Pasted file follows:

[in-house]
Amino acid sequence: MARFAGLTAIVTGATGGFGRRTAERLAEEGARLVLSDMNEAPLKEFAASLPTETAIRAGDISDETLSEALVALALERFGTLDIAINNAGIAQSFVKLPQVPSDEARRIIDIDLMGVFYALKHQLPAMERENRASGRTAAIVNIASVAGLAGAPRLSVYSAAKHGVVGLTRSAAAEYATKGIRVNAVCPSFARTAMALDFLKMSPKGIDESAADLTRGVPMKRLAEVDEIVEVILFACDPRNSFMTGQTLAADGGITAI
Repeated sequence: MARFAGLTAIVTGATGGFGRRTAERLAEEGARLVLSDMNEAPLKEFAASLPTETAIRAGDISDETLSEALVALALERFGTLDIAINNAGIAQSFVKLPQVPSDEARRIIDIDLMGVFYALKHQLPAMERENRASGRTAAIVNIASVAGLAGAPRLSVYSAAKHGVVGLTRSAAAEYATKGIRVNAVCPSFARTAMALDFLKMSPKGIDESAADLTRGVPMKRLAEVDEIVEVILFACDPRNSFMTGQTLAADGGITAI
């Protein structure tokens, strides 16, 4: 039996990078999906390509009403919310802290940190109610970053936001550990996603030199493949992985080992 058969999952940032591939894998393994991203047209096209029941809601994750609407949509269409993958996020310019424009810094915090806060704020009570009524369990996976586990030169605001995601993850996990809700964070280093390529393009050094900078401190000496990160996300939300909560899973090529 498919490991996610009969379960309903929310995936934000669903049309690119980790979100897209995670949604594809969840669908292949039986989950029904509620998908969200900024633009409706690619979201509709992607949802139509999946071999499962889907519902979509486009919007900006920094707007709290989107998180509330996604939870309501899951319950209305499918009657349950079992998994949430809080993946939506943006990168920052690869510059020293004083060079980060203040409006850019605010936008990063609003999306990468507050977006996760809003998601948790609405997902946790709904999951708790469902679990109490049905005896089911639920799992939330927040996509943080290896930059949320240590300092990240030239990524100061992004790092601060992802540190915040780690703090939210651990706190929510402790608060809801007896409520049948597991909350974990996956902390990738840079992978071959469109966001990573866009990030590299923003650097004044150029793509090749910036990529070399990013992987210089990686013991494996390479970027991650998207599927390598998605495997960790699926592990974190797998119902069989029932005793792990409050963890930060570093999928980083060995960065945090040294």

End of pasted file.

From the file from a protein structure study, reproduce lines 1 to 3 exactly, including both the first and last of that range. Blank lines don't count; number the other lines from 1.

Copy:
[in-house]
Amino acid sequence: MARFAGLTAIVTGATGGFGRRTAERLAEEGARLVLSDMNEAPLKEFAASLPTETAIRAGDISDETLSEALVALALERFGTLDIAINNAGIAQSFVKLPQVPSDEARRIIDIDLMGVFYALKHQLPAMERENRASGRTAAIVNIASVAGLAGAPRLSVYSAAKHGVVGLTRSAAAEYATKGIRVNAVCPSFARTAMALDFLKMSPKGIDESAADLTRGVPMKRLAEVDEIVEVILFACDPRNSFMTGQTLAADGGITAI
Repeated sequence: MARFAGLTAIVTGATGGFGRRTAERLAEEGARLVLSDMNEAPLKEFAASLPTETAIRAGDISDETLSEALVALALERFGTLDIAINNAGIAQSFVKLPQVPSDEARRIIDIDLMGVFYALKHQLPAMERENRASGRTAAIVNIASVAGLAGAPRLSVYSAAKHGVVGLTRSAAAEYATKGIRVNAVCPSFARTAMALDFLKMSPKGIDESAADLTRGVPMKRLAEVDEIVEVILFACDPRNSFMTGQTLAADGGITAI